Other than being simultaneously dark, funny, and poignantly life-affirming, the show stands out for how it privileges its characters’ inner lives, making a case that it’s not just good to appreciate the smaller pleasures in life, but that dreaming is a form of living itself.

Meanwhile, at the city’s venerable Steppenwolf, the theater’s 1988 success with John Steinbeck’s “Grapes of Wrath” made the new Frank Galati adaptation of the author’s “East of Eden” among the most anticipated shows of the season.  With severe highs and lows, the work needs some rethinking (and recasting) to balance its current mix of epic realism and good-and-evil melodrama.  But a few yards away, at the institution’s third space, the black-box Steppenwolf Garage hosts the single biggest surprise of the season, the phenomenal new play “Charm” from Northlight Theater, the large suburban company that commissioned the play and is staging it in the city as a late addition to its season.


Inspired by a true story, the play (pictured above) by prolific Chicago writer Philip Dawkins (“The Homosexuals”) is about a 61-year old transgender African-American woman who starts an Emily Post-informed etiquette class for a varied and troubled collection of teens (and adults) at the city’s support center for LGBTQ youth.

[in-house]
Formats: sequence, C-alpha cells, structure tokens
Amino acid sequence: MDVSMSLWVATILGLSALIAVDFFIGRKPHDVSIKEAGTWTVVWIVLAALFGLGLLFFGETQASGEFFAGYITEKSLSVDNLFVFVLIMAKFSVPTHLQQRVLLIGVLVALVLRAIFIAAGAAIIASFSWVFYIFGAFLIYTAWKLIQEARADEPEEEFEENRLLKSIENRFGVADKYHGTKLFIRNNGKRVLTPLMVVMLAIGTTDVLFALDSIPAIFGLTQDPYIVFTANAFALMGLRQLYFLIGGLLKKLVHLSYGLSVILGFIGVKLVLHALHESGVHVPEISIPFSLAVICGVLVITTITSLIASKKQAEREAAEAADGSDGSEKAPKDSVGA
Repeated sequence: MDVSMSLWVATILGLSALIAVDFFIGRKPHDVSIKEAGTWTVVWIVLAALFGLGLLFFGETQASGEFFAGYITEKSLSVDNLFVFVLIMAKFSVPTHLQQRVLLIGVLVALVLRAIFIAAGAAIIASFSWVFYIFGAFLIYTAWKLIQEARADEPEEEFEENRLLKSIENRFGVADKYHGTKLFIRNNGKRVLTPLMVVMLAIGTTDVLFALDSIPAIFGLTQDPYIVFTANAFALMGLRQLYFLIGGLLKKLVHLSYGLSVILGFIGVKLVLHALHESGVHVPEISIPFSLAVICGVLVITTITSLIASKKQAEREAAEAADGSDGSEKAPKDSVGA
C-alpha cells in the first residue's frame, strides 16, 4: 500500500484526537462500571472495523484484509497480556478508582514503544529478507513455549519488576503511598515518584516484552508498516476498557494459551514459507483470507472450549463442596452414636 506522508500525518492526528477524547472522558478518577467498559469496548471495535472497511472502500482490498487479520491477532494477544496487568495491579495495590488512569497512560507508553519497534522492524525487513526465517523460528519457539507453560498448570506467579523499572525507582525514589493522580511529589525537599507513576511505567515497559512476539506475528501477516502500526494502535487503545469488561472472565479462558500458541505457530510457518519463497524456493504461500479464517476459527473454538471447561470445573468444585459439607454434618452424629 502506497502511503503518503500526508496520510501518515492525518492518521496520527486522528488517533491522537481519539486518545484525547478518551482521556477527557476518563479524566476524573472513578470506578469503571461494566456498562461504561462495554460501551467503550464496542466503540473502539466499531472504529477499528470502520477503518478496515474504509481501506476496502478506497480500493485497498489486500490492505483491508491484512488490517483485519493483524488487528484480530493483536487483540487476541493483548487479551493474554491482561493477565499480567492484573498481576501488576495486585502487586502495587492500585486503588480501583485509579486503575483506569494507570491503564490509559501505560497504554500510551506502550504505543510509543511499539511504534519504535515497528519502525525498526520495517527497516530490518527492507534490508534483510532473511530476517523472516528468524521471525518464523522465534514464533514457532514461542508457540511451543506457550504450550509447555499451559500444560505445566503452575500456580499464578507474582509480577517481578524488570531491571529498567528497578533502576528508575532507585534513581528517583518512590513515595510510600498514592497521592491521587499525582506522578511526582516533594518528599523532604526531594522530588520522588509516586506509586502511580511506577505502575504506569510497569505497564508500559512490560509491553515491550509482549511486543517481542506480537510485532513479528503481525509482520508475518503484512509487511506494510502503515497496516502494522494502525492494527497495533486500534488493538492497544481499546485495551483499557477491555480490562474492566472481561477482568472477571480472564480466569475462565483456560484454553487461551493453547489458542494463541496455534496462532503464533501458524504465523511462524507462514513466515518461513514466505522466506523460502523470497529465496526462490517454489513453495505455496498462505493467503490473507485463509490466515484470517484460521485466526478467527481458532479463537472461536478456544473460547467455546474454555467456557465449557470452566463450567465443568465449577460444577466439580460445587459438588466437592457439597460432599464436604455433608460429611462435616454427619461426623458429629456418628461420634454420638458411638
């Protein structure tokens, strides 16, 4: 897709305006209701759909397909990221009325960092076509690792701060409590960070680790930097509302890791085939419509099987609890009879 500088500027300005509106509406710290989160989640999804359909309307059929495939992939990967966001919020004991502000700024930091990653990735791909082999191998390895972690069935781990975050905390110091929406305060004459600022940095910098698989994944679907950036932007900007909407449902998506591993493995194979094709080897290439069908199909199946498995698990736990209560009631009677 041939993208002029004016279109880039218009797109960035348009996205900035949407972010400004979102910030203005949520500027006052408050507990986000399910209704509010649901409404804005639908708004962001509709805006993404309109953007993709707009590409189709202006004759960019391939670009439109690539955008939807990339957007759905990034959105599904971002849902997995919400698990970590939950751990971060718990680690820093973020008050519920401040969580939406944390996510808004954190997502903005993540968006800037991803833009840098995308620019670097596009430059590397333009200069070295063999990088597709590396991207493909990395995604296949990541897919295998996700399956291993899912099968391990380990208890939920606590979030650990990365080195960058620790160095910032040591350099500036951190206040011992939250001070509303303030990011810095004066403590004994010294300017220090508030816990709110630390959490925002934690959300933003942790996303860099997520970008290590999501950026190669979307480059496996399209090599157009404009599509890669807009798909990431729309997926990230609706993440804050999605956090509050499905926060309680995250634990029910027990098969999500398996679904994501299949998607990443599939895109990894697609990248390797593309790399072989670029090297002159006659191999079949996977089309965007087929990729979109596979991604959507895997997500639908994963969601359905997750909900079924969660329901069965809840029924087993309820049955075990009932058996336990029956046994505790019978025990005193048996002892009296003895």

Dexter Zollicoffer, as the teacher Miss Darleena, delivers a complex portrait of someone committed to helping her community and especially equipped to do so as a role model for transgender kids, who look up to her immediately.  But having based her own behavior on Emily Post, and convinced that what the kids need most is to learn proper behavior and “how to be charming,” Miss Darleena’s own notions of gender roles get put through the wringer.

The play is filled with quips that keep stretches of the work light even as the stories it tells are real and serious and deep.  Dawkins shows just how fluid “gender” can be as stereotypes, which impact the characters as much as they inform our initial impressions, peel away. It’s entertaining, extraordinarily moving, thoughtful and thought-provoking.